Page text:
Obviously, you haven't seen photos of the aliens yet. They look like Elvis.
Sometimes I just flat out don't get it.

Online Targeteer

  • Senior Member
  • *****
  • Posts: 3745
  • near hangar 18
  • Liked: 892
  • Likes Given: 450
Re: The secret history of the U-2
« Reply #33 on: 08/23/2013 01:56 PM »
Maybe the early ones, but the USAF continues to operate a fleet of U-2s.
Not sure what current numbers are but until fairly recently there were 32 in the operational fleet. As Blackstar notes - maybe the early ones are in a museum.

My new knowledge gem, the U-2 is capable of air to air refueling. I never knew that, actually I never thought it was possible.


While capable of that, it would make absolutely no sense.  Pilot endurance/functionality after sitting almost motionless in a full pressure suit is the limiting factor to U-2 flight time, not fuel. 
Best quote heard during an inspection, "I was unaware that I was the only one who was aware."

Offline JosephB

  • Full Member
  • ****
  • Posts: 737
  • Liked: 4
  • Likes Given: 1
Re: The secret history of the U-2
« Reply #34 on: 08/23/2013 02:25 PM »
Maybe the early ones, but the USAF continues to operate a fleet of U-2s.
Not sure what current numbers are but until fairly recently there were 32 in the operational fleet. As Blackstar notes - maybe the early ones are in a museum.

My new knowledge gem, the U-2 is capable of air to air refueling. I never knew that, actually I never thought it was possible.


While capable of that, it would make absolutely no sense.  Pilot endurance/functionality after sitting almost motionless in a full pressure suit is the limiting factor to U-2 flight time, not fuel. 


Yeah, that's got to be a bear. In this video around 6:10 they show that pilots can at least stay hydrated & have lunch. I see their helmet also has a nifty handle so they can crank it when looking off to the side.


Offline kevin-rf

  • Elite Veteran
  • Senior Member
  • *****
  • Posts: 8643
  • Overlooking the path Mary's little Lamb took..
  • Liked: 1112
  • Likes Given: 242
Re: The secret history of the U-2
« Reply #35 on: 08/23/2013 03:18 PM »

My new knowledge gem, the U-2 is capable of air to air refueling. I never knew that, actually I never thought it was possible.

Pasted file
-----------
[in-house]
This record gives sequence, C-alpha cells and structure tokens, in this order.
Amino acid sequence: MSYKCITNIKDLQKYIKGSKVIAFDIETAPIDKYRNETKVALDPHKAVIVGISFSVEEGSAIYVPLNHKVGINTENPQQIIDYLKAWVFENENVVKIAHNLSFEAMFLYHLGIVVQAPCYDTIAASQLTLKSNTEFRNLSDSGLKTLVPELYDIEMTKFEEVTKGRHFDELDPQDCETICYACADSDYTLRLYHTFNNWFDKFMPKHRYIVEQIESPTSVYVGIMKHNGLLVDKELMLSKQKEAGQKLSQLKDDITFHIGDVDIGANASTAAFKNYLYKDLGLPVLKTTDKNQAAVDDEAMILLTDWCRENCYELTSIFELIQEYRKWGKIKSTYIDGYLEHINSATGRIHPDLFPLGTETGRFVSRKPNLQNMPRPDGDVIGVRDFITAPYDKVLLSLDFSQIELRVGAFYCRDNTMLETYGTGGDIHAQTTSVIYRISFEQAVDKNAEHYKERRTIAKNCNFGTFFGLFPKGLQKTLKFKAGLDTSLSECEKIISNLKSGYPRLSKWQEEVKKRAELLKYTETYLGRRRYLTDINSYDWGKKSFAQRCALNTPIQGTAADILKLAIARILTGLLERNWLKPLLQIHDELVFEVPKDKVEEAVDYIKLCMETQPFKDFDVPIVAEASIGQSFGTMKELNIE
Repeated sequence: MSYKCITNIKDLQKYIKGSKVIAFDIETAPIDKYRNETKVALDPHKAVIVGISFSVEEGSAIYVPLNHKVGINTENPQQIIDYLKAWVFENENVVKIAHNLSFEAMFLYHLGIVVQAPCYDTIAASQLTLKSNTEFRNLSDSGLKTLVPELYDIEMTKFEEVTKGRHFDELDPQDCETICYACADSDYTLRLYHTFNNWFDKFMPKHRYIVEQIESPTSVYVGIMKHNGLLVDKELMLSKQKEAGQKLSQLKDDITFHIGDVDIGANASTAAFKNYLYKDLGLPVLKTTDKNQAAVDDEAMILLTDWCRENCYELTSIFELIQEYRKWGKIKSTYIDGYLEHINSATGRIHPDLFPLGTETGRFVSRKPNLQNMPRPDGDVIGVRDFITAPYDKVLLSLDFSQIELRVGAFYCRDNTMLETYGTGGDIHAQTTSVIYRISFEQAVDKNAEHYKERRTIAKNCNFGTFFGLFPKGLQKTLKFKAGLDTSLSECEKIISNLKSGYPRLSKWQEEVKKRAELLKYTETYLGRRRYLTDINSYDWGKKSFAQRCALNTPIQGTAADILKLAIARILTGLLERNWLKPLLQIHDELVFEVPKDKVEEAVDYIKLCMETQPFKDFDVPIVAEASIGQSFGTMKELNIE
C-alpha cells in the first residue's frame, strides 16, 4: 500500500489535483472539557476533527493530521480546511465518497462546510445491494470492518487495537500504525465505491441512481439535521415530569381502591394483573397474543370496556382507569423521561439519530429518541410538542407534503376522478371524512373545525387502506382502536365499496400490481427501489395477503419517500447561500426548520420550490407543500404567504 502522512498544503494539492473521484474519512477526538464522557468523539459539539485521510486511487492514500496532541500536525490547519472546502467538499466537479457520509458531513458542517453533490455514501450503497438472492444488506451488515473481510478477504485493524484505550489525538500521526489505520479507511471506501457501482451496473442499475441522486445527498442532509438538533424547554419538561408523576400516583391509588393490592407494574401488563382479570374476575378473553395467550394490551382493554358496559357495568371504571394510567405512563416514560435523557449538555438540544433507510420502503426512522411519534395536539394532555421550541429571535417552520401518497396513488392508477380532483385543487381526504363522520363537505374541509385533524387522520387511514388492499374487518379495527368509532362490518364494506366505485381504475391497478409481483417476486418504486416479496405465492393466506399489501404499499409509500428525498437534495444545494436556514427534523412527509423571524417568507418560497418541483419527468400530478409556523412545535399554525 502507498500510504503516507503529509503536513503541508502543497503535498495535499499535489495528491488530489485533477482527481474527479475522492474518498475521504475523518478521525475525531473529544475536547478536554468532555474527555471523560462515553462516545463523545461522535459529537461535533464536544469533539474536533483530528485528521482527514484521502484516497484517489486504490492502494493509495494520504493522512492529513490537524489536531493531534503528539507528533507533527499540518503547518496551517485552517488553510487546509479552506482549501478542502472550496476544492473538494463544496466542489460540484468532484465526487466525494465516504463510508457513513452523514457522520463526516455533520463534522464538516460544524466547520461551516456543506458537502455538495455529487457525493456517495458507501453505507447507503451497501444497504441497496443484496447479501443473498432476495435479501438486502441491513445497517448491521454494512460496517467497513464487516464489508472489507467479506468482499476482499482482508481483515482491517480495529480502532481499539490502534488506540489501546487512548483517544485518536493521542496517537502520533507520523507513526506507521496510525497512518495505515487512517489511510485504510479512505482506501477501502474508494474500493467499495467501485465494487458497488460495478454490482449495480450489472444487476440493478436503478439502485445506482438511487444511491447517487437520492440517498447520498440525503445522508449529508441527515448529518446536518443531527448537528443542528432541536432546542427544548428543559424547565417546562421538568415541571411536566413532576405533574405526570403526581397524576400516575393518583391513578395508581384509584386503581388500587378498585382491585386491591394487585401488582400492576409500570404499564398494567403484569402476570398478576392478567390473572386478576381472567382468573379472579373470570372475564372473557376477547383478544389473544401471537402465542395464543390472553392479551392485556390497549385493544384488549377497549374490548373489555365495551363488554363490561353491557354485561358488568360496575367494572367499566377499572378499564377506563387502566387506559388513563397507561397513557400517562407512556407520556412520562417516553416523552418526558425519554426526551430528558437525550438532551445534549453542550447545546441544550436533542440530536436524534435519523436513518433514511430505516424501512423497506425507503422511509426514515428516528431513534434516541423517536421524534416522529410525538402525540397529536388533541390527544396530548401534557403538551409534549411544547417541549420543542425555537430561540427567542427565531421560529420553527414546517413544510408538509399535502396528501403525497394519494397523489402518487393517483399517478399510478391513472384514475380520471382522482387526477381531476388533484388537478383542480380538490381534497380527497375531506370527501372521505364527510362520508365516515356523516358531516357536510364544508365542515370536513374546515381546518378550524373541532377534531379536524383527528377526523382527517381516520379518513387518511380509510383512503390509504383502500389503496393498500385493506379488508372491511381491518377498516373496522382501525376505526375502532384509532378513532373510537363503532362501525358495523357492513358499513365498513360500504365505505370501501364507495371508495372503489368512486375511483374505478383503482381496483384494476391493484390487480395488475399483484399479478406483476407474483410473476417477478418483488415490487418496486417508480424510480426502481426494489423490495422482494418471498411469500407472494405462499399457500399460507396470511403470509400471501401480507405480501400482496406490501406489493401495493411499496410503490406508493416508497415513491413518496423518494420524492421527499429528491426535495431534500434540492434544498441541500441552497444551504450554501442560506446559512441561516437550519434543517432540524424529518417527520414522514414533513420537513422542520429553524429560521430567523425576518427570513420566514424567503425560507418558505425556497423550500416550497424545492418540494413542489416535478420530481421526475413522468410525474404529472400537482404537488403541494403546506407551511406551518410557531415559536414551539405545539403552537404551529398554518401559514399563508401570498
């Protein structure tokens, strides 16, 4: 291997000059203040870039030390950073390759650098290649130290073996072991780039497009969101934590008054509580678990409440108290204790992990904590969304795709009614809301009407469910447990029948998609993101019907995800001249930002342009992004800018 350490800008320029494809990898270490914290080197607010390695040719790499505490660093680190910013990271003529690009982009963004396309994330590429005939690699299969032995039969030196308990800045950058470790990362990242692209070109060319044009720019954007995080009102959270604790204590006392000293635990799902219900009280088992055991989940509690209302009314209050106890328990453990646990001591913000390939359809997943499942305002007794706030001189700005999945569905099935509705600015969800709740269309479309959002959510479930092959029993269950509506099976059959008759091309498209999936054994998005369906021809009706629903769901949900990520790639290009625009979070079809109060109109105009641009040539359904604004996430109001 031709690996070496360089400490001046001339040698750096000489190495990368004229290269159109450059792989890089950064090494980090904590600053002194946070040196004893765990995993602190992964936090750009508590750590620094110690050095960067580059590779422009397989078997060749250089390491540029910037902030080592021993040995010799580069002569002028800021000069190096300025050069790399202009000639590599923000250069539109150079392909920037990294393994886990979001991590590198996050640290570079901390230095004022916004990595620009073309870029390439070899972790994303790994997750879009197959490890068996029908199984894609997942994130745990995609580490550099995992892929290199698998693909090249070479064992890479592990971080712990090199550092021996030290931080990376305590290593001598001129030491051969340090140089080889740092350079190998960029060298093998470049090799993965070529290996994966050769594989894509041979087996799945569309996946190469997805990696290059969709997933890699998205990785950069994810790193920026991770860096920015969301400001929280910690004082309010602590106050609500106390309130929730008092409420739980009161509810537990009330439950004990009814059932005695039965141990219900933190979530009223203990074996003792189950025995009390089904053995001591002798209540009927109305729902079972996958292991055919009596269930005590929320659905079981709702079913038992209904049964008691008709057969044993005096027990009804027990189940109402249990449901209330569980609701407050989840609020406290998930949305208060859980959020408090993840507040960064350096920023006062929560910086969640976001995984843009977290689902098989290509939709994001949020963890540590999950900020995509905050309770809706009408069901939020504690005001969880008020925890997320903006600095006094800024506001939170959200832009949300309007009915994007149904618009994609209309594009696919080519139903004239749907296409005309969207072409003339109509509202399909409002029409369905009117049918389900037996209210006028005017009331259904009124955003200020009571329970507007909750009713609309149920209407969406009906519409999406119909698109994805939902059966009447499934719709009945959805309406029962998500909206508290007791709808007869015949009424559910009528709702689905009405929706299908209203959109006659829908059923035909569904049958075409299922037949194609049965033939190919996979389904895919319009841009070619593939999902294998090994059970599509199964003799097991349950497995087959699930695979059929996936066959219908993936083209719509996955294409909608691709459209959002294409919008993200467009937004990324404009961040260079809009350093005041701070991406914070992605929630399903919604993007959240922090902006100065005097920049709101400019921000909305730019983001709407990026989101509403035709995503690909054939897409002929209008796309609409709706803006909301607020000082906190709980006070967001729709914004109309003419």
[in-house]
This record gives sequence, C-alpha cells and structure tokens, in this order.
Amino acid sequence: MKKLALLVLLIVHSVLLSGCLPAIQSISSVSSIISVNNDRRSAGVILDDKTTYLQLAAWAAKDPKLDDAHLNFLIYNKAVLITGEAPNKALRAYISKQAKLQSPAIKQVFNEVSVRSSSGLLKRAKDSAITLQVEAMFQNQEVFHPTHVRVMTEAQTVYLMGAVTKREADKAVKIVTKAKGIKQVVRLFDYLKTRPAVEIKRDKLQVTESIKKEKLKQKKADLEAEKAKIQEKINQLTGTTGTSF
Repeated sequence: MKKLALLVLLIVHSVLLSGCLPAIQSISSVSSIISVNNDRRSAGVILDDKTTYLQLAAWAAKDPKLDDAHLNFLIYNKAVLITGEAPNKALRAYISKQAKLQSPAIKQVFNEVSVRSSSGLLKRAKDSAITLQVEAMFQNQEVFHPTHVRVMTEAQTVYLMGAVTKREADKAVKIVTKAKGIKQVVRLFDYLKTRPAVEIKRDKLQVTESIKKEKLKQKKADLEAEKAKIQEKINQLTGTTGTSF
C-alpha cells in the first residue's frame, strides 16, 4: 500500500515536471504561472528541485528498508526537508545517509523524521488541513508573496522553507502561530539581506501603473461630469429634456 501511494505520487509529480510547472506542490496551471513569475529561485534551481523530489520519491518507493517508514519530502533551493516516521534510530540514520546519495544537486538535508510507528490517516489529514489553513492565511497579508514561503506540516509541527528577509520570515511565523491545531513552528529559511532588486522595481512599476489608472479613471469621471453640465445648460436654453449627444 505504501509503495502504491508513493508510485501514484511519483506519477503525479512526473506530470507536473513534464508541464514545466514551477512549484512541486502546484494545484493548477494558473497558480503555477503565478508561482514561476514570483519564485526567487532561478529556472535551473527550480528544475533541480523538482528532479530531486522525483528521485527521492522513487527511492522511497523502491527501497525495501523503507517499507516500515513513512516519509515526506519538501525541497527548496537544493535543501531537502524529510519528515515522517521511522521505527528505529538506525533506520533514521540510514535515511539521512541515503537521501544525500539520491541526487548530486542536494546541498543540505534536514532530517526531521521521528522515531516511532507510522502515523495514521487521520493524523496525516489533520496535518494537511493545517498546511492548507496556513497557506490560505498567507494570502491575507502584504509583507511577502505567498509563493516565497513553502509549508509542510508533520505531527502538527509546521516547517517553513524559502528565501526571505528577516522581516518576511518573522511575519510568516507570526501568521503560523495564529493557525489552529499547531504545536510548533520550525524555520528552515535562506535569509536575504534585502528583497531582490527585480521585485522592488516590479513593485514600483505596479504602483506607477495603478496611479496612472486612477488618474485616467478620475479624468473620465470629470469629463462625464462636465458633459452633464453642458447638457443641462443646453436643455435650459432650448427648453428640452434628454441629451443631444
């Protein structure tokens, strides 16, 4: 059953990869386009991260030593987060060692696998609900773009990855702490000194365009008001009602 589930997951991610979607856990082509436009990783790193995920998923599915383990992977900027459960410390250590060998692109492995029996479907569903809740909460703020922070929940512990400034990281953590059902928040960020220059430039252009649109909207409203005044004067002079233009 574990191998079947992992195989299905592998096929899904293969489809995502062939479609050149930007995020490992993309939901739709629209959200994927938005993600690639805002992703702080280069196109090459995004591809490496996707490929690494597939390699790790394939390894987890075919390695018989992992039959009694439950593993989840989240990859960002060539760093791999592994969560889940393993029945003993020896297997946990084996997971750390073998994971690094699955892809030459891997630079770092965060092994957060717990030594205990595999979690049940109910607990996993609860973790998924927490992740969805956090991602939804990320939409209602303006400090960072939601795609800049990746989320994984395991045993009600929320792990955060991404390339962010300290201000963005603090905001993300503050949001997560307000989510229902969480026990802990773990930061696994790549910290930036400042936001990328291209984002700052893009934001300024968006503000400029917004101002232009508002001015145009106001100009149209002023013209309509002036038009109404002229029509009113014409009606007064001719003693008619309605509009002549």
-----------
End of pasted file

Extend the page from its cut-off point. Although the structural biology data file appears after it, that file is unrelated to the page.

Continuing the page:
While capable of that, it would make absolutely no sense.  Pilot endurance/functionality after sitting almost motionless in a full pressure suit is the limiting factor to U-2 flight time, not fuel. 

It may not make sense, but it was done, and is documented in the history. Especially in Asia and Cuba. Apparently U-2 Cuban operations originated at Laughlin AFB Texas and where at the limit of the vehicle's range. Six U-2's where modified and designated U-2F.

Refueling resulted in two crashes, one fatal.

From the document.
Quote
The in-flight refueling capability was a useful modification to the U-2, But it could not dramatically extend mission length. The main limiting factor remained pilot fatigue, which prevent missions from lasting longer than approximately 10 hours.

Else where in the history it covers the longest U-2 flight,
Quote
During this photomapping missions, a U-2 pilot recorded the longest mission ever recorded in this aircraft -11 hours 45 minutes. At the end of this flight on 10 November 1963, the pilot was in such poor physical condition that project manager prohibited the scheduling of future missions longer than 10 hours.
 

The mission covered Tibet from TaKhli in Thailand, and there was no way a mission of that length occurred without refueling. Refueling is mentioned  in a few other spots.
If you're happy and you know it,
It's your med's!

Offline Stephan

  • Veteran
  • Full Member
  • ****
  • Posts: 565
  • Paris
  • Liked: 1
  • Likes Given: 2
Re: The secret history of the U-2
« Reply #36 on: 08/23/2013 03:42 PM »
I believe they did carrier launch but landed somewhere else.

Yes, they did arrested landings with the U2 on the carrier. I have pictures in my library. The U2-R was carrier-qualed in 1969 aboard USS America CVA-66. Earlier U2 variants did it back in the earlier sixties as well. Google it for videos.